Solving the knowledge management problem is hard. People have many choices: email, wiki, blog, news groups, email lists, and others options. None of these solutions is perfect.
A wiki is a good part of a knowledge management solution, but getting a new wiki adopted in an organization can be difficult. How do you get a wiki adopted?
Getting a Wiki Adopted is Tough
People who love wiki find it hard to believe that people wouldn't immediately accept a wiki and start using it. It's not always that easy.
To get a wiki adopted in any organization can be tough because:
- Anything new takes a while.
- Wiki is different than anything they have used before.
- It is not email.
- It is not part of the current workflow.
- It takes active participation to create content and keep the wiki organized.
- Most wikis have some features that make adoption more difficult.
- Usually wikis start with no content so there's no reason to use them.
The advice on this page will help get your wiki adopted.
Have a Champion
Your wiki needs a champion. Wiki adoption just doesn't happen. Someone has to do the heavy lifting of:
- Selecting a wiki.
- Getting it installed, running, configured, maintained, enhanced.
- Bootstrapping content.
- Recruiting wiki evangilizers.
- Answering questions, training, and solving problems.
To ease wiki adoption you need to remove as many objections as possible. Systematically take away every possible execuse for not using the wiki.
- Make sure the wiki looks attractive. Ugly doesn't sell well.
- Have a contact email so people can ask for help. When people ask a question or ask for a feature address their issues immediately.
- Select a wiki you can make changes to so you can customize it for local needs.
- Select a wiki with good features, that is configurable, and that is fast.
- Select a wiki with a powerful and simple markup language and that has a linking syntax other than just plain CamelCase.
- Select a wiki that handles attachments.
- Select a wiki that has version control.
- Consider having the wiki data backend to your primary change control system.
- Make sure there are clear task based instructions on how to use the wiki. Add commands for adding/removing/renaming pages. One of the greatest objections to wiki is people don't know how to perform basic operations like add a page. If you add a way to add a page your adoption rates will sky rocket.
- Have the ability to email people when pages change.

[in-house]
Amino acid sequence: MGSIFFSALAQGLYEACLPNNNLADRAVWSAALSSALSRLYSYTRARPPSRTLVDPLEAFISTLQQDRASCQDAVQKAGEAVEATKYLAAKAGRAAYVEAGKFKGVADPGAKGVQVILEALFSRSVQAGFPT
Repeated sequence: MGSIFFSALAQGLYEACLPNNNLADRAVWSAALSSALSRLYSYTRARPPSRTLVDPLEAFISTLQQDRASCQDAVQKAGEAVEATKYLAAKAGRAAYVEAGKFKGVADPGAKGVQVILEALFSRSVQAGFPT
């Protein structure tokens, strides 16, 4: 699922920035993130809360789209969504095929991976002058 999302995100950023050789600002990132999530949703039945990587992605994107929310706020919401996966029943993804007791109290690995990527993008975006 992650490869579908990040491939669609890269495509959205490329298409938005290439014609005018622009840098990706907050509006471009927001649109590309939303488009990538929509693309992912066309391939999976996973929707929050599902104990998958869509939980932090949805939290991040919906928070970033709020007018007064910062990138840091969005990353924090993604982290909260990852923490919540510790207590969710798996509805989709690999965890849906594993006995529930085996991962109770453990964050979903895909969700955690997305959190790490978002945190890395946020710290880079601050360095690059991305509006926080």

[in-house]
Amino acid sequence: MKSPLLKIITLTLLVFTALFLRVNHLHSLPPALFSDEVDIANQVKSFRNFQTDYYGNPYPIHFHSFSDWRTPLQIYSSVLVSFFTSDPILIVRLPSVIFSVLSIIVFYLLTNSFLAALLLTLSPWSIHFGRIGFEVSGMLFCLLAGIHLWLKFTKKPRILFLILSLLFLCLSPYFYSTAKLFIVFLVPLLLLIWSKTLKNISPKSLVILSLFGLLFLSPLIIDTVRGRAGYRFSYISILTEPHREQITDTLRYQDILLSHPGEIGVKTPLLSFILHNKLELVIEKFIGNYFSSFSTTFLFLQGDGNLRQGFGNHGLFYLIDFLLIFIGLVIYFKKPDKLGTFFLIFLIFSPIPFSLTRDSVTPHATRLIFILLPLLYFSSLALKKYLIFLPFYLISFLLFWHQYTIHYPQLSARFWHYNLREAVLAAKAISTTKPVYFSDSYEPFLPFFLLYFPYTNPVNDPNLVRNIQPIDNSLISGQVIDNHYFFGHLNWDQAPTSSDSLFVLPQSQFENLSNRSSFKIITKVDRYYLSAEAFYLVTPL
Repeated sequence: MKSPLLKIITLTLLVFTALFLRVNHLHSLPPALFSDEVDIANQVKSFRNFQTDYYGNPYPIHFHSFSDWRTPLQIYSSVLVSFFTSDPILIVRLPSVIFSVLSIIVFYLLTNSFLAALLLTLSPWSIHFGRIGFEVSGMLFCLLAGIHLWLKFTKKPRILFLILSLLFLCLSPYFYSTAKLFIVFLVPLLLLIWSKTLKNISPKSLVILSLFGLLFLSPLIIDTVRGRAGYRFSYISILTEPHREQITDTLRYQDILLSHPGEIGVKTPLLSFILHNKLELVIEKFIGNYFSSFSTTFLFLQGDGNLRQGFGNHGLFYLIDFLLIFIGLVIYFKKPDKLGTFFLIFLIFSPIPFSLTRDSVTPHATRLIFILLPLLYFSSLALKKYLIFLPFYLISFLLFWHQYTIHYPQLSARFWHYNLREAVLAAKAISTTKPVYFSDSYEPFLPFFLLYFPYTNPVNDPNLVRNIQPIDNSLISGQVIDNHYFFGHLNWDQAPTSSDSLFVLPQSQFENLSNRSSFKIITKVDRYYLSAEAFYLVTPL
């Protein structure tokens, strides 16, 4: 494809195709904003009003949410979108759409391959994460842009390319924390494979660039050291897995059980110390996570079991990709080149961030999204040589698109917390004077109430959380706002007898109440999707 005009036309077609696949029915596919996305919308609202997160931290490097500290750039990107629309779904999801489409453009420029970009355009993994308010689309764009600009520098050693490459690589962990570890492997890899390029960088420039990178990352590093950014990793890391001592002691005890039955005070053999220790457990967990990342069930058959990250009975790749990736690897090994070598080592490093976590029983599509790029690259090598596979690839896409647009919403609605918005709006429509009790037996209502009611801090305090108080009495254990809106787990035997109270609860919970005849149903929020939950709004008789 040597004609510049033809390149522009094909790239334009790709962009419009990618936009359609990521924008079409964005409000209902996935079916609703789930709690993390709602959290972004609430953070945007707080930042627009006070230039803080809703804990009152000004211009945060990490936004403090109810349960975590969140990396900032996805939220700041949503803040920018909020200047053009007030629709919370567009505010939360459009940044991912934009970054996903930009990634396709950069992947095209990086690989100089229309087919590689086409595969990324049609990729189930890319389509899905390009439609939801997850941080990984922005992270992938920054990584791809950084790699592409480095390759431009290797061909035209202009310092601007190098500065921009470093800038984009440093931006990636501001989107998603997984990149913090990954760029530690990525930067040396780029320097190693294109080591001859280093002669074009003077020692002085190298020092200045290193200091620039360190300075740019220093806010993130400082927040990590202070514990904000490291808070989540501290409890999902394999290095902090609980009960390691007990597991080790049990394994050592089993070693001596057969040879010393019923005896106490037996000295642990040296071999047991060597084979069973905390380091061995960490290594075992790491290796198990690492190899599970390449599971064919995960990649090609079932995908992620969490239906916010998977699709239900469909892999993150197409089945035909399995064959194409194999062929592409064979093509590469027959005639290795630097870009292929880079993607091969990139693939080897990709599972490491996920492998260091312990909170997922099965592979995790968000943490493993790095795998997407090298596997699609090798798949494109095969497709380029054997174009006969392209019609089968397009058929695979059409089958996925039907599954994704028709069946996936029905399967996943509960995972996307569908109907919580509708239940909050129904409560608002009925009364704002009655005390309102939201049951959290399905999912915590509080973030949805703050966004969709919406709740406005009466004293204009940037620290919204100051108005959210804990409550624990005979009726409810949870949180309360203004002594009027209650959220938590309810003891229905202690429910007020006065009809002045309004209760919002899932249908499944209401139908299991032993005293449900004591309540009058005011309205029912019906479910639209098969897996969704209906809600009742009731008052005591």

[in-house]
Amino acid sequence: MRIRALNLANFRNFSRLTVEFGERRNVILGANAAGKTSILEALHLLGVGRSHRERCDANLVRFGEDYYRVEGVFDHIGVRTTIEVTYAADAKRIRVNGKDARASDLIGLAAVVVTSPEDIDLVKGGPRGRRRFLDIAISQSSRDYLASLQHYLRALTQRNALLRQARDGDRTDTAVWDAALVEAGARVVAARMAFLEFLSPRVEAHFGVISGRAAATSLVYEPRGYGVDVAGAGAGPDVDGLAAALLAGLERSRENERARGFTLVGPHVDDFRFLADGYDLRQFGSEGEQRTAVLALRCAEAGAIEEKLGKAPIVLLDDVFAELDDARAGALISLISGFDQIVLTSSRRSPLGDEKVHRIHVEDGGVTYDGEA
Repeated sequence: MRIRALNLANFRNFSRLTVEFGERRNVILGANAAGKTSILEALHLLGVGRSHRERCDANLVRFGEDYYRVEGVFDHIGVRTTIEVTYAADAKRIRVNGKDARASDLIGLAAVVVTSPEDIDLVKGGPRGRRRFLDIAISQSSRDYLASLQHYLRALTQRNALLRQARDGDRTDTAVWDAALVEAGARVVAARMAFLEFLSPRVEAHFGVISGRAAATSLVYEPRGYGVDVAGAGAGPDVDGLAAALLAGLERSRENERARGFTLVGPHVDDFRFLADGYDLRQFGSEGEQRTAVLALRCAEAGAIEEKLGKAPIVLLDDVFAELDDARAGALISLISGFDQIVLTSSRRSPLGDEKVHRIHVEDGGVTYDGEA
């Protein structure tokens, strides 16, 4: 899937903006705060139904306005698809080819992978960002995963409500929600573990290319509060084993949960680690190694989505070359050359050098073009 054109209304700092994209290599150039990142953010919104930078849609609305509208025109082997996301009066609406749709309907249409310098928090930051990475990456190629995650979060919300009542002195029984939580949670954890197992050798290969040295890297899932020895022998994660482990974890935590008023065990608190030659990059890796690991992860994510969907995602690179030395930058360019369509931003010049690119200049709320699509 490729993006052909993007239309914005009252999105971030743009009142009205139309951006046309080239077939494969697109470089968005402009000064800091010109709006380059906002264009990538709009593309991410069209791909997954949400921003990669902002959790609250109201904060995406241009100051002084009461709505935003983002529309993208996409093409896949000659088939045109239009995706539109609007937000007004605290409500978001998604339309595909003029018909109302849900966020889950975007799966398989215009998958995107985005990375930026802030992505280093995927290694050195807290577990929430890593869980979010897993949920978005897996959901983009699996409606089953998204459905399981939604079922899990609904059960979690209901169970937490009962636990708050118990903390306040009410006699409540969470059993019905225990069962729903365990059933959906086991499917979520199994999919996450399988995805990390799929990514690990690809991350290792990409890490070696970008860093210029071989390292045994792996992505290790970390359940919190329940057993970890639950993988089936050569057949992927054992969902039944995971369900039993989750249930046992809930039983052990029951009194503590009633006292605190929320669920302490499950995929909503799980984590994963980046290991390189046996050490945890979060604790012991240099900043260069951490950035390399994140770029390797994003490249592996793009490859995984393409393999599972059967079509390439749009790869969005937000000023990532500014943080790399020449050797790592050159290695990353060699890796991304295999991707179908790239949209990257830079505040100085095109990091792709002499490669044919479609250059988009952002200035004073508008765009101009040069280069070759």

- The search facility should be good.
- Have a large amount of content in the wiki before rolling it out.
- Don't get stuck on wiki philosophy. Make it usable so people will use it. If people want a feature then consider adding it. Don't say "that's not how wiki work."
- Maybe gateway the wiki to email, blogs, and news groups.
- Give the wiki a simple URL.
- Have a policy for wiki backup and restoral in place and explained on your wiki.
- For a public facing wiki have a way to deal with comment spam.
- Link to successful wiki sites on the net so people can see how an active wiki community can create and maintain content.
- Encourage the use of attachments so people can use their normal tools for producing documents, spread sheets, charts, etc. Don't try to force eveyone to use the wiki exclusively for everything. Let the uses of the wiki build as people experiene it. Don't force an all or nothing conversion.
- Backup your wiki data so people aren't afraid of losing their work.
- Select a wiki the exports pages and trees of pages to PDF format. One common objection against wikis is the inability to get hard copy output of wiki content.
The best way for a wiki to not be just another island of information is for people to use it and for a community to build unquestioned value both in content and links. You can say that about any technology, but the wiki has some features (browser based, easy editing, easy linking, simple formatting, visible links, searching, etc) that make collaboration more possible.
When enough content has been added the value of the wiki becomes unquestionable and it becomes self-sustaining and self propagating.
- Start the wiki with as much content as you can. Put a lot of effort into adding content before people learn about the wiki.
- Add new content to the wiki.
- Instead of emailing content, put it in the wiki, and email a link to the wiki page.
- Move existing content over to the wiki as you can.
- Actively summarize email you receive, put it in the wiki, and email a link to the wiki page.
- Turn the answer to every question into a wiki page.
- Turn every piece of knowledge into a wiki page.
- Actively link pages together. Easy linking is a big win of wiki so show it off. Good links dramatically increases the value of content.
- Link to internal wiki sites or wiki sites on the net so people can see how a wiki can link together different groups and build knowledge.